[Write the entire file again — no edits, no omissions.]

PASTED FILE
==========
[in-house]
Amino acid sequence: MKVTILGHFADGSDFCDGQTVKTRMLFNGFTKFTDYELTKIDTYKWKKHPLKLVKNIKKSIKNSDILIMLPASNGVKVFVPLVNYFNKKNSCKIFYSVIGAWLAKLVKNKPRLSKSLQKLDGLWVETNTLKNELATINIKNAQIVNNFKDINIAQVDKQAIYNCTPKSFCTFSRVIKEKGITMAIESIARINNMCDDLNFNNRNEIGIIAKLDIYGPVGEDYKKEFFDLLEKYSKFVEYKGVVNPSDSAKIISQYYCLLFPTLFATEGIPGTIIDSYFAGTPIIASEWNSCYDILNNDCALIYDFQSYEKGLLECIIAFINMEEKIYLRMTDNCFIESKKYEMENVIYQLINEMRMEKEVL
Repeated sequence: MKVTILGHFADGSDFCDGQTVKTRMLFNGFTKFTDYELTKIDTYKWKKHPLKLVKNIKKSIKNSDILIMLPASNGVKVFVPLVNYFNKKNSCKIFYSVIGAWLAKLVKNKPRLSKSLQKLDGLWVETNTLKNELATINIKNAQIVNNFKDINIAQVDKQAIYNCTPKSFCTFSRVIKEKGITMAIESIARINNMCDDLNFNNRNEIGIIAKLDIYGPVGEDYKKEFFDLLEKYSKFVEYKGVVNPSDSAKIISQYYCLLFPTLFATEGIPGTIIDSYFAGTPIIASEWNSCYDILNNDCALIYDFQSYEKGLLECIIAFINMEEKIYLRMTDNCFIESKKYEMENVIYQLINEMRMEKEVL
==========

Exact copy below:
[in-house]
Amino acid sequence: MKVTILGHFADGSDFCDGQTVKTRMLFNGFTKFTDYELTKIDTYKWKKHPLKLVKNIKKSIKNSDILIMLPASNGVKVFVPLVNYFNKKNSCKIFYSVIGAWLAKLVKNKPRLSKSLQKLDGLWVETNTLKNELATINIKNAQIVNNFKDINIAQVDKQAIYNCTPKSFCTFSRVIKEKGITMAIESIARINNMCDDLNFNNRNEIGIIAKLDIYGPVGEDYKKEFFDLLEKYSKFVEYKGVVNPSDSAKIISQYYCLLFPTLFATEGIPGTIIDSYFAGTPIIASEWNSCYDILNNDCALIYDFQSYEKGLLECIIAFINMEEKIYLRMTDNCFIESKKYEMENVIYQLINEMRMEKEVL
Repeated sequence: MKVTILGHFADGSDFCDGQTVKTRMLFNGFTKFTDYELTKIDTYKWKKHPLKLVKNIKKSIKNSDILIMLPASNGVKVFVPLVNYFNKKNSCKIFYSVIGAWLAKLVKNKPRLSKSLQKLDGLWVETNTLKNELATINIKNAQIVNNFKDINIAQVDKQAIYNCTPKSFCTFSRVIKEKGITMAIESIARINNMCDDLNFNNRNEIGIIAKLDIYGPVGEDYKKEFFDLLEKYSKFVEYKGVVNPSDSAKIISQYYCLLFPTLFATEGIPGTIIDSYFAGTPIIASEWNSCYDILNNDCALIYDFQSYEKGLLECIIAFINMEEKIYLRMTDNCFIESKKYEMENVIYQLINEMRMEKEVL